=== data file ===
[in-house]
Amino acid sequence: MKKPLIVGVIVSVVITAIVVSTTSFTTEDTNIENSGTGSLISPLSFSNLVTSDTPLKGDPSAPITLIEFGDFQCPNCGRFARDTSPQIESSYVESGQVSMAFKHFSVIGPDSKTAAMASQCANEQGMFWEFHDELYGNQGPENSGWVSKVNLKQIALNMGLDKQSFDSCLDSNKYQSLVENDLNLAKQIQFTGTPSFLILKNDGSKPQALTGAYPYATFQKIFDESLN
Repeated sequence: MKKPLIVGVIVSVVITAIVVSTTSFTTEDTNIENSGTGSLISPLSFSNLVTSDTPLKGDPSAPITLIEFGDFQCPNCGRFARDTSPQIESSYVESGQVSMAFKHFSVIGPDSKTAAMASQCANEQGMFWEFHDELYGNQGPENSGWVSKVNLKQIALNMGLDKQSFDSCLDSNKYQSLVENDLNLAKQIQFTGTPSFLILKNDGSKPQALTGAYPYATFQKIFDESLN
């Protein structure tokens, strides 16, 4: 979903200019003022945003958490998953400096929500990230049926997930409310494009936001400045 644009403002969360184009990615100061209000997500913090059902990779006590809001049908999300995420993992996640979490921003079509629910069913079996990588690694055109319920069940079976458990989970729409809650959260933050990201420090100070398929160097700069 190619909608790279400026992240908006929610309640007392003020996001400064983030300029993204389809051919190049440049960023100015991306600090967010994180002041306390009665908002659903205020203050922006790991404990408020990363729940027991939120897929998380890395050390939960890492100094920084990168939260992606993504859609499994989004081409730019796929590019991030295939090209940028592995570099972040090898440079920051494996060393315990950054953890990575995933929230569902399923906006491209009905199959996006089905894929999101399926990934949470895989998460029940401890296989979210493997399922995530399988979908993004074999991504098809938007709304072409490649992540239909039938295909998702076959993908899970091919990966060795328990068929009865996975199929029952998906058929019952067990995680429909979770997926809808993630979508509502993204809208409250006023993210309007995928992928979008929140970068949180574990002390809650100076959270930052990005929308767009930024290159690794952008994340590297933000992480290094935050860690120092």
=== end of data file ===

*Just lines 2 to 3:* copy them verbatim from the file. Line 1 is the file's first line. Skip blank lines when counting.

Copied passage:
Amino acid sequence: MKKPLIVGVIVSVVITAIVVSTTSFTTEDTNIENSGTGSLISPLSFSNLVTSDTPLKGDPSAPITLIEFGDFQCPNCGRFARDTSPQIESSYVESGQVSMAFKHFSVIGPDSKTAAMASQCANEQGMFWEFHDELYGNQGPENSGWVSKVNLKQIALNMGLDKQSFDSCLDSNKYQSLVENDLNLAKQIQFTGTPSFLILKNDGSKPQALTGAYPYATFQKIFDESLN
Repeated sequence: MKKPLIVGVIVSVVITAIVVSTTSFTTEDTNIENSGTGSLISPLSFSNLVTSDTPLKGDPSAPITLIEFGDFQCPNCGRFARDTSPQIESSYVESGQVSMAFKHFSVIGPDSKTAAMASQCANEQGMFWEFHDELYGNQGPENSGWVSKVNLKQIALNMGLDKQSFDSCLDSNKYQSLVENDLNLAKQIQFTGTPSFLILKNDGSKPQALTGAYPYATFQKIFDESLN